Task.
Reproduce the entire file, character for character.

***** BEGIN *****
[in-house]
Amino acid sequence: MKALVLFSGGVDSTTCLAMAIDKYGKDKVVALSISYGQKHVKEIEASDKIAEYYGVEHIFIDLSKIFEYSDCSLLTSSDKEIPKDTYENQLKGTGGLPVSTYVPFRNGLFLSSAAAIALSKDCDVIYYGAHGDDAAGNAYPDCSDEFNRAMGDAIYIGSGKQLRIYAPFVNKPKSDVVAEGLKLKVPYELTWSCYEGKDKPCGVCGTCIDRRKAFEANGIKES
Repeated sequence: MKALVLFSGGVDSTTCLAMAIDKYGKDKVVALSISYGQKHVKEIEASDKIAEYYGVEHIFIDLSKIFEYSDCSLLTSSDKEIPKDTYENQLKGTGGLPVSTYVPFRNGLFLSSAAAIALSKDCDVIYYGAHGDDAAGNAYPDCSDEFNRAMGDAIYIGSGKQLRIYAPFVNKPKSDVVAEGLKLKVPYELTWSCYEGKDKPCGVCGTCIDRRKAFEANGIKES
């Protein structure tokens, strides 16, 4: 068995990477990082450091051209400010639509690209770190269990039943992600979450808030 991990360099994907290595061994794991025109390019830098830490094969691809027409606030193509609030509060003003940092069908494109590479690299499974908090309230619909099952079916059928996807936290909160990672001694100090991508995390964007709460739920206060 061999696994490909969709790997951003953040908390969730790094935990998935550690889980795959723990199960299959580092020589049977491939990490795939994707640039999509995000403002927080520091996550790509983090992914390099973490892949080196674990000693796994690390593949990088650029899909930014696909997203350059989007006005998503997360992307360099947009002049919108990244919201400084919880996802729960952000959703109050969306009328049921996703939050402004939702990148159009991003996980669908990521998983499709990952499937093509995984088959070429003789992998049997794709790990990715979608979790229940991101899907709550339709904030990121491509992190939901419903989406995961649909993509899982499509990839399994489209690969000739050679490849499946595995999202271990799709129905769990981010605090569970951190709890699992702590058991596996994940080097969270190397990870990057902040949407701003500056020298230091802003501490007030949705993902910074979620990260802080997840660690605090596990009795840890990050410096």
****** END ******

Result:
[in-house]
Amino acid sequence: MKALVLFSGGVDSTTCLAMAIDKYGKDKVVALSISYGQKHVKEIEASDKIAEYYGVEHIFIDLSKIFEYSDCSLLTSSDKEIPKDTYENQLKGTGGLPVSTYVPFRNGLFLSSAAAIALSKDCDVIYYGAHGDDAAGNAYPDCSDEFNRAMGDAIYIGSGKQLRIYAPFVNKPKSDVVAEGLKLKVPYELTWSCYEGKDKPCGVCGTCIDRRKAFEANGIKES
Repeated sequence: MKALVLFSGGVDSTTCLAMAIDKYGKDKVVALSISYGQKHVKEIEASDKIAEYYGVEHIFIDLSKIFEYSDCSLLTSSDKEIPKDTYENQLKGTGGLPVSTYVPFRNGLFLSSAAAIALSKDCDVIYYGAHGDDAAGNAYPDCSDEFNRAMGDAIYIGSGKQLRIYAPFVNKPKSDVVAEGLKLKVPYELTWSCYEGKDKPCGVCGTCIDRRKAFEANGIKES
């Protein structure tokens, strides 16, 4: 068995990477990082450091051209400010639509690209770190269990039943992600979450808030 991990360099994907290595061994794991025109390019830098830490094969691809027409606030193509609030509060003003940092069908494109590479690299499974908090309230619909099952079916059928996807936290909160990672001694100090991508995390964007709460739920206060 061999696994490909969709790997951003953040908390969730790094935990998935550690889980795959723990199960299959580092020589049977491939990490795939994707640039999509995000403002927080520091996550790509983090992914390099973490892949080196674990000693796994690390593949990088650029899909930014696909997203350059989007006005998503997360992307360099947009002049919108990244919201400084919880996802729960952000959703109050969306009328049921996703939050402004939702990148159009991003996980669908990521998983499709990952499937093509995984088959070429003789992998049997794709790990990715979608979790229940991101899907709550339709904030990121491509992190939901419903989406995961649909993509899982499509990839399994489209690969000739050679490849499946595995999202271990799709129905769990981010605090569970951190709890699992702590058991596996994940080097969270190397990870990057902040949407701003500056020298230091802003501490007030949705993902910074979620990260802080997840660690605090596990009795840890990050410096």